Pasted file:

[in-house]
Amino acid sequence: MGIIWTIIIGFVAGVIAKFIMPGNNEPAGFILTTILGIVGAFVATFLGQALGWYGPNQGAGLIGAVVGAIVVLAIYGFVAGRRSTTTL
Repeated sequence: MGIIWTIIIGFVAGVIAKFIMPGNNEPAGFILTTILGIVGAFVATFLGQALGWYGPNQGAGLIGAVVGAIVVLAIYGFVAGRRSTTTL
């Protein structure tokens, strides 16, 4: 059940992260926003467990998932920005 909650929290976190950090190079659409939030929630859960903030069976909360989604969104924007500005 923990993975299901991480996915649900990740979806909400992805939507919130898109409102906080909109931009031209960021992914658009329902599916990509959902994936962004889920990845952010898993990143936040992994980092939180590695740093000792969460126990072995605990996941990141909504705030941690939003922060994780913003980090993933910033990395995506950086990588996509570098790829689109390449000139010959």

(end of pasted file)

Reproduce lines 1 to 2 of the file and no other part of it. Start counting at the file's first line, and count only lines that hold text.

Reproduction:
[in-house]
Amino acid sequence: MGIIWTIIIGFVAGVIAKFIMPGNNEPAGFILTTILGIVGAFVATFLGQALGWYGPNQGAGLIGAVVGAIVVLAIYGFVAGRRSTTTL